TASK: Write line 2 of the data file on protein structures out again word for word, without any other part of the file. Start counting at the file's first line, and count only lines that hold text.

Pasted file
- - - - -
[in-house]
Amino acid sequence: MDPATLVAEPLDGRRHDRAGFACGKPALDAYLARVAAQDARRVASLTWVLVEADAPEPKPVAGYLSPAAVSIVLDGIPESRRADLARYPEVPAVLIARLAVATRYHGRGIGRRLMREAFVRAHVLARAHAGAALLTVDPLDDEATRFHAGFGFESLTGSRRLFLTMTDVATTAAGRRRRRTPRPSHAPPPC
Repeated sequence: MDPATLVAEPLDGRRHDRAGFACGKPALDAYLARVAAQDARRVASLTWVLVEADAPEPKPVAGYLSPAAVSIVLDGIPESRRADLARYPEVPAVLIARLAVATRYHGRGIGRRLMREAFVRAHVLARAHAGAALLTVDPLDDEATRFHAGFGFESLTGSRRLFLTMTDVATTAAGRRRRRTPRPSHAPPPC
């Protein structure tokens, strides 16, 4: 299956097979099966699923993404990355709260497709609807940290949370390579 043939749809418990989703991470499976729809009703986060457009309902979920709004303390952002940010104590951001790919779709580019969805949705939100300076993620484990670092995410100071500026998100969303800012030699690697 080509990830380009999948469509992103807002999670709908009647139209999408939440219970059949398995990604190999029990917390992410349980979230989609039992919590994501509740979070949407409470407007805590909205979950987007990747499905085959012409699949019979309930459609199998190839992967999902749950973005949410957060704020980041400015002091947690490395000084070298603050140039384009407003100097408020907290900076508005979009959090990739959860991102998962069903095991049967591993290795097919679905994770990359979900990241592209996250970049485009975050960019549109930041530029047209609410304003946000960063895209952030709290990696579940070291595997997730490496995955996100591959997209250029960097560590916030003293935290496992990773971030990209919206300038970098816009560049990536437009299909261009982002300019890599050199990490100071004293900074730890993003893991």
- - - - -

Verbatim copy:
Amino acid sequence: MDPATLVAEPLDGRRHDRAGFACGKPALDAYLARVAAQDARRVASLTWVLVEADAPEPKPVAGYLSPAAVSIVLDGIPESRRADLARYPEVPAVLIARLAVATRYHGRGIGRRLMREAFVRAHVLARAHAGAALLTVDPLDDEATRFHAGFGFESLTGSRRLFLTMTDVATTAAGRRRRRTPRPSHAPPPC